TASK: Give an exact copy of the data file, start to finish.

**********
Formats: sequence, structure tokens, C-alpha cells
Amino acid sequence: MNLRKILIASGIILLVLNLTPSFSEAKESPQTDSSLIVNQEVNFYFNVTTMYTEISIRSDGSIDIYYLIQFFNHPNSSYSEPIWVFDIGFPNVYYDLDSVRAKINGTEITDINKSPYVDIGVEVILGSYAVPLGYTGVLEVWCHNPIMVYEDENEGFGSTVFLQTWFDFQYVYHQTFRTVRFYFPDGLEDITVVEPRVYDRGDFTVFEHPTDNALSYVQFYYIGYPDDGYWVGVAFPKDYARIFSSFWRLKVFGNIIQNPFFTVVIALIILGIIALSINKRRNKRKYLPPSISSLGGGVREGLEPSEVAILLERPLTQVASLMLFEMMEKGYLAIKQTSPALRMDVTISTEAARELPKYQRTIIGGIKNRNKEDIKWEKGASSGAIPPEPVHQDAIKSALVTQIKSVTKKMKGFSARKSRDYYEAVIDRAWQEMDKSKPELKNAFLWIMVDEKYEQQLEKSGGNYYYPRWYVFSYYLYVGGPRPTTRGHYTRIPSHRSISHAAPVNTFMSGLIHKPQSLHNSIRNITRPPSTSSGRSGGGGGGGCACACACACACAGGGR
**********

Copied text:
Formats: sequence, structure tokens, C-alpha cells
Amino acid sequence: MNLRKILIASGIILLVLNLTPSFSEAKESPQTDSSLIVNQEVNFYFNVTTMYTEISIRSDGSIDIYYLIQFFNHPNSSYSEPIWVFDIGFPNVYYDLDSVRAKINGTEITDINKSPYVDIGVEVILGSYAVPLGYTGVLEVWCHNPIMVYEDENEGFGSTVFLQTWFDFQYVYHQTFRTVRFYFPDGLEDITVVEPRVYDRGDFTVFEHPTDNALSYVQFYYIGYPDDGYWVGVAFPKDYARIFSSFWRLKVFGNIIQNPFFTVVIALIILGIIALSINKRRNKRKYLPPSISSLGGGVREGLEPSEVAILLERPLTQVASLMLFEMMEKGYLAIKQTSPALRMDVTISTEAARELPKYQRTIIGGIKNRNKEDIKWEKGASSGAIPPEPVHQDAIKSALVTQIKSVTKKMKGFSARKSRDYYEAVIDRAWQEMDKSKPELKNAFLWIMVDEKYEQQLEKSGGNYYYPRWYVFSYYLYVGGPRPTTRGHYTRIPSHRSISHAAPVNTFMSGLIHKPQSLHNSIRNITRPPSTSSGRSGGGGGGGCACACACACACAGGGR